PUBLISHED: 21:39 EST, 14 June 2012 | UPDATED: 03:03 EST, 15 June 2012
The US military operated 66 bases for unmanned drone aircraft on American soil and has 22 more planned across the country.
A new map released by Public Intelligence, a nonprofit group dedicated publishing public government data, reveals the ever-growing footprint of the Department of Defense’s newest weapon.
The bases span the entire country — 33 states either have a base already or are slated to have one.
View Current and future US military drone bases in a full screen map
The existence of a base doesn’t necessarily mean drones are stationed there.
Wired Magazine reports some bases are remote cockpits, where soldiers fly the unmanned craft in the skies over Yemen and Afghanistan. Others are training facilities for prospective drone pilots. Others serve as depots where servicemen analyses data the remote-controlled spy planes bring back.
The bases house mostly smaller spy drones like the RQ-7 Shadow, the RQ-11 Raven and the Wasp III, which has a wingspan of less than two and a half feet.
Six of the bases are home to the larger Predator and Reaper drove, which can carry missiles.
Public Intelligence cobbled together its map of military bases from a host of public documents, including a 2011 US Air Force presentation on the subject.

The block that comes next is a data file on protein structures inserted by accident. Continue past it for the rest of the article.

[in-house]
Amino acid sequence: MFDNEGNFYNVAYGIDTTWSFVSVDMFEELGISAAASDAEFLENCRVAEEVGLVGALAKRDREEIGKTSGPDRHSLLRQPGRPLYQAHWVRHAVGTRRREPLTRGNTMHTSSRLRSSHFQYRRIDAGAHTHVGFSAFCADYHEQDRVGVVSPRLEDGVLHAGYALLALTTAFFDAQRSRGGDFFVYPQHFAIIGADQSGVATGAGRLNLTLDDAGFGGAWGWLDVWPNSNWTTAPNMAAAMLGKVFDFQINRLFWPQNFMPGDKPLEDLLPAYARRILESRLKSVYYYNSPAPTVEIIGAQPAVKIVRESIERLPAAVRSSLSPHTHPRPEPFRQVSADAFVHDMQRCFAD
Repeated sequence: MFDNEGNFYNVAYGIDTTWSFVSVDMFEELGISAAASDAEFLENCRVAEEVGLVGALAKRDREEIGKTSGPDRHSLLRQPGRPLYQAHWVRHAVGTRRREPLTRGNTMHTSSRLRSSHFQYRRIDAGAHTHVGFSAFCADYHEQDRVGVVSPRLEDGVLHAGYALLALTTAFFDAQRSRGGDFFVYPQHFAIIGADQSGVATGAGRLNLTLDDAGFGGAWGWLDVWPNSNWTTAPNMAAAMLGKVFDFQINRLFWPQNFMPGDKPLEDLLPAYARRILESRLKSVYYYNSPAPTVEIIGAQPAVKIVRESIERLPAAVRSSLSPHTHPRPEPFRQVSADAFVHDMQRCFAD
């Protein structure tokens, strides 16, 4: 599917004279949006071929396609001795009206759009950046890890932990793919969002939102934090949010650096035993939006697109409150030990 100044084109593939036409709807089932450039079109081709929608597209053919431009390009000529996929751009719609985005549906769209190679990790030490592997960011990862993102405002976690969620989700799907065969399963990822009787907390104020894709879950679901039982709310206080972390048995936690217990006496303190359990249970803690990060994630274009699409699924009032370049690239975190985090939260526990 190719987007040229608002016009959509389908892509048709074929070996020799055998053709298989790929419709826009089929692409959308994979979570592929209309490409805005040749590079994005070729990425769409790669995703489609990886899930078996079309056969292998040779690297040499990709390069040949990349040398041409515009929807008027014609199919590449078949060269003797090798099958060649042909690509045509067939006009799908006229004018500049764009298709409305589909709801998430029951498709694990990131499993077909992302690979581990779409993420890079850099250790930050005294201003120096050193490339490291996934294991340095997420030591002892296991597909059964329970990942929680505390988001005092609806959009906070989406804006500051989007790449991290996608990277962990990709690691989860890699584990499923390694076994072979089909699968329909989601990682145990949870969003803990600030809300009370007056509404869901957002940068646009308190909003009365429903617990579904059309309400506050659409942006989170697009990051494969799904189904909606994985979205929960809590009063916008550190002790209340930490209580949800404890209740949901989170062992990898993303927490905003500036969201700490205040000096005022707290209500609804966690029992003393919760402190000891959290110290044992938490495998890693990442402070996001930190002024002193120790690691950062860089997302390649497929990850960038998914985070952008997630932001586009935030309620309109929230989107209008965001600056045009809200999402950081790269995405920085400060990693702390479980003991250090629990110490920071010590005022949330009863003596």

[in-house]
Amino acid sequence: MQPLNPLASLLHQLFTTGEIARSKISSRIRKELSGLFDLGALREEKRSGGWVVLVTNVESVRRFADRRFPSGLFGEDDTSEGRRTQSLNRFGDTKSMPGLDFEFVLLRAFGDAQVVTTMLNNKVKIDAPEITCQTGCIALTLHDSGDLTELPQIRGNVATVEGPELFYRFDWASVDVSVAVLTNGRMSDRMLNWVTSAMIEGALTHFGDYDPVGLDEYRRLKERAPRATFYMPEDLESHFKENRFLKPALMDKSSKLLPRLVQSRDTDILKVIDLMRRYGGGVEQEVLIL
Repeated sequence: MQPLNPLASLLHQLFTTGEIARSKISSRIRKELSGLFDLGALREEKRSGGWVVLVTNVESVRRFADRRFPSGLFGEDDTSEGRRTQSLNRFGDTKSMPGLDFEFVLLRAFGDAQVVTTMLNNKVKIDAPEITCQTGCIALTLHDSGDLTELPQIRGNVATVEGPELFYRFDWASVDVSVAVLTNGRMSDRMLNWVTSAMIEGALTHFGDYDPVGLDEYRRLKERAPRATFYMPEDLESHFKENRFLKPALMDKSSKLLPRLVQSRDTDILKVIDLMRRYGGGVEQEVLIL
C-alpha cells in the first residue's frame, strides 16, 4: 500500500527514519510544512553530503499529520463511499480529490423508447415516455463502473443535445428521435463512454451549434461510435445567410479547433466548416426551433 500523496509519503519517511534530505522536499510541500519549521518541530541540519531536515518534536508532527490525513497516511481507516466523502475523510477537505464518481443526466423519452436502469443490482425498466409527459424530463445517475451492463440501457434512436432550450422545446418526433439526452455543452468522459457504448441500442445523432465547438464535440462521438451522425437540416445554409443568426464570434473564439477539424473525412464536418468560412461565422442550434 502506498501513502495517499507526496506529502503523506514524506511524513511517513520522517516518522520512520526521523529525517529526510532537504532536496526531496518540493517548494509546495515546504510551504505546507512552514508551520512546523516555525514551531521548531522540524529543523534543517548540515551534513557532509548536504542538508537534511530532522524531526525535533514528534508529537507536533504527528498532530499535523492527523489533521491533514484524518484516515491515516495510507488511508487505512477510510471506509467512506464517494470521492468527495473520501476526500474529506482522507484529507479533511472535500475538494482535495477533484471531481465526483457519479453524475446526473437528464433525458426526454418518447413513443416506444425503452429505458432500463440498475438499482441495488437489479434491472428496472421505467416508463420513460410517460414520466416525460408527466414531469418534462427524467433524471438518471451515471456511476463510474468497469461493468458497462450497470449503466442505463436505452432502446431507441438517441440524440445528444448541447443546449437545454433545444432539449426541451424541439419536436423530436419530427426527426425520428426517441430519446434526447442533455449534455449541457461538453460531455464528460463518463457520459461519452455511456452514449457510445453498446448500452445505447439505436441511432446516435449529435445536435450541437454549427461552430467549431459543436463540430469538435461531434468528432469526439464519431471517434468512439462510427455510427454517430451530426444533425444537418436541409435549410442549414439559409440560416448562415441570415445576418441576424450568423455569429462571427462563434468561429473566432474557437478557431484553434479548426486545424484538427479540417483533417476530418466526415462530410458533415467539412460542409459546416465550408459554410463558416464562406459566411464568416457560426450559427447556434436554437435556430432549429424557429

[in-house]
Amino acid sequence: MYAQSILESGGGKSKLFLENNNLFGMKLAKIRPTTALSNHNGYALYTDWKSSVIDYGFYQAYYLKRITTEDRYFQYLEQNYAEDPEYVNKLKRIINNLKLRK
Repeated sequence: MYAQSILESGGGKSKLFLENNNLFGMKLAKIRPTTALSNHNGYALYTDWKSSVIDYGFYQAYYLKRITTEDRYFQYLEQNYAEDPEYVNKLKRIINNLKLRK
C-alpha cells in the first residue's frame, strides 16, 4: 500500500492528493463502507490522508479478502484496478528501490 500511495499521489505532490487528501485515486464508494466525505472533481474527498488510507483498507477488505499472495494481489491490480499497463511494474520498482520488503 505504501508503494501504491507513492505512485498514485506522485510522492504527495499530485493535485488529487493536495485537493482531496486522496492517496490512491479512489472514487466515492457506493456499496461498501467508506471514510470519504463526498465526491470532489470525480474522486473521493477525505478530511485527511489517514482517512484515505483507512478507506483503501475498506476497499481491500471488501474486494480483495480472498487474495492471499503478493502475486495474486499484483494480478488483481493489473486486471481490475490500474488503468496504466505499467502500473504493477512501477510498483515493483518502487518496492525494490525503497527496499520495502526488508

Despite how extensive the list is, it might not even be complete, the group’s Michael Haynes told Wired.
‘It is very likely that there are more domestic drone activities not included in the map, but it is designed to provide an approximate overview of the widespread nature of Department of Defense activities throughout the US,’ he said.
The list also doesn’t include any domestic agencies that are using drones.
In April, the Electronic Frontier Foundation, another advocacy group, released a list of universities, local police departments and federal departments that have received permits to fly drones in the United States.
The military is prohibited from using the drones to spy on Americans in the US. However, Wired reports that if the Air Force ‘accidentally’ records Americans while spy drones are making training flights, it can keep the surveillance footage for up to 90 days — and use it as intelligence data.